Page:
Ireland will have to implement extensive EU plans to combat online videos that promote hate speech and terrorism. This is despite Ireland opposing the hardened proposals.
It comes as British Prime Minister Theresa May accused internet giants of allowing terrorist ideologies “safe space to breed” and called for new international agreements to regulate the area.
The draft directive, adopted by the European Commission, still has to be agreed by the European Parliament before it becomes law.
Under the directive, online video services, such as Google (which owns YouTube), Facebook and Twitter will be legally obliged to take action against videos inciting violence and hate speech as well as content harmful to children.
Google, Facebook and Twitter all have their European headquarters in Ireland.
The European Commission agreed far more extensive measures the day after the Manchester suicide bombing on 22 May in which 22 people, including children, were killed.
In a statement at the weekend to the Irish Examiner, the Department of Communications said the new proposals were adopted despite the opposition of eight member states, including Ireland.
The department said that initial proposals included bringing services such as YouTube into the scope of the Audiovisual Media Services Directive in a “targeted and limited” fashion.
The department said: “Under this proposal, such services are obligated to put in place, by co-regulation, measures such as parental controls and user-flagging mechanisms, to protect minors from harmful content and all audiences from hate speech.”
It said member states would have certain obligations with regard to monitoring of measures by video-sharing platform services (VSPS).
The department said these proposals, which Ireland “could support”, were discussed at a working group and a general approach text was declared at a May 23 meeting.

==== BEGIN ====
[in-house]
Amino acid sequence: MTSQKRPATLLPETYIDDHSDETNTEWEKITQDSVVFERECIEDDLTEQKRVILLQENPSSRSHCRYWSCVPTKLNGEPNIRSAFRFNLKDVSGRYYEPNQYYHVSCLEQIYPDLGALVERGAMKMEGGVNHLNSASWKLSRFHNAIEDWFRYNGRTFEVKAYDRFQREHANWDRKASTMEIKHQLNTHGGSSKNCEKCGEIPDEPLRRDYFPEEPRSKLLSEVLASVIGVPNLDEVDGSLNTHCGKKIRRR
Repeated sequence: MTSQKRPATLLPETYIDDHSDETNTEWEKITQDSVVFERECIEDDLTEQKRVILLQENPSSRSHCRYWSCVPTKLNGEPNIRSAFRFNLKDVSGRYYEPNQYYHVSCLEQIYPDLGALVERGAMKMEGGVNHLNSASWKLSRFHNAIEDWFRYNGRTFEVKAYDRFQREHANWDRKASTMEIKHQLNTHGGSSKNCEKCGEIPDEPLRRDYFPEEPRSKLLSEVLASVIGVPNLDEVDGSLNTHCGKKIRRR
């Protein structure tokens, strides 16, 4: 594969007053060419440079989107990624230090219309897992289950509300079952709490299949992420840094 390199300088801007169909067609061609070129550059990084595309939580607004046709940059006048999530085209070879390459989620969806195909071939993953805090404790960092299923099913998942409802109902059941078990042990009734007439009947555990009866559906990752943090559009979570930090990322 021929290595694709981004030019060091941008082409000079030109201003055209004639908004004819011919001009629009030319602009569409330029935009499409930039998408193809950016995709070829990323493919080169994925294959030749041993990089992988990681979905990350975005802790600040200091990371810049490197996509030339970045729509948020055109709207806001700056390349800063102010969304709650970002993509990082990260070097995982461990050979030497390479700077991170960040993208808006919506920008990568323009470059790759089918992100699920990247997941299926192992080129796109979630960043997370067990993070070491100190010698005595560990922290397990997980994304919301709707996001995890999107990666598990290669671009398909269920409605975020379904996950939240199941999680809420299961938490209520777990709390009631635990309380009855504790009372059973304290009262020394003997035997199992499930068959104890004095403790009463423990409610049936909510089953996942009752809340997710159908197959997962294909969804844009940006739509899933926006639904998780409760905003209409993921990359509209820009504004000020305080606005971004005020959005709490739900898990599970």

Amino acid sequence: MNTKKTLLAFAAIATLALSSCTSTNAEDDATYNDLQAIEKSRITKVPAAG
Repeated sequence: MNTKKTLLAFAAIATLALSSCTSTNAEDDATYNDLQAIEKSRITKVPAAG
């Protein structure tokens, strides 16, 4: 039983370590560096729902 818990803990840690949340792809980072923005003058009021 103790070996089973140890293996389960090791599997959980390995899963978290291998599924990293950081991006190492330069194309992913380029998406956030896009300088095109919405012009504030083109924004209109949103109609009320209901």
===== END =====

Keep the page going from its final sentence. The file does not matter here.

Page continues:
“In that text, certain provisions have been substantially altered from the Commission’s proposals,” said the statement. “As an example, the definition of a VSPS has gone from being clear and targeted to being unclear and broad.”
It said: “It is our view that the current text risks legal, administrative and regulatory uncertainty and will potentially stifle innovation.”
The statement said Ireland, represented by Minister Heather Humphreys along with seven other member states “indicated that they could not support the text” as drafted.
“Despite our opposition, the general approach was declared adopted,” the statement said.
It said detailed consideration on implementing the directive at a national level will take place once a final text is agreed and said the commission hoped the process would be completed by “end of this year”.
Meanwhile, Imam Ibrahim Noonan of Ahmadiyya Muslims of Ireland said Ms May’s pledges to combat extremism should be copied here.
He said: “My advice to the British government and Irish government is to take a good look at the background of all the Imams and see who are linked to, who is funding their mosques, which countries do they come from and visit, who are the Sheikhs they are linked to within their countries and what are their views.
“If they find that are linked with extremist organisations throw them out of the UK and Ireland.”
By Cormac O’Keeffe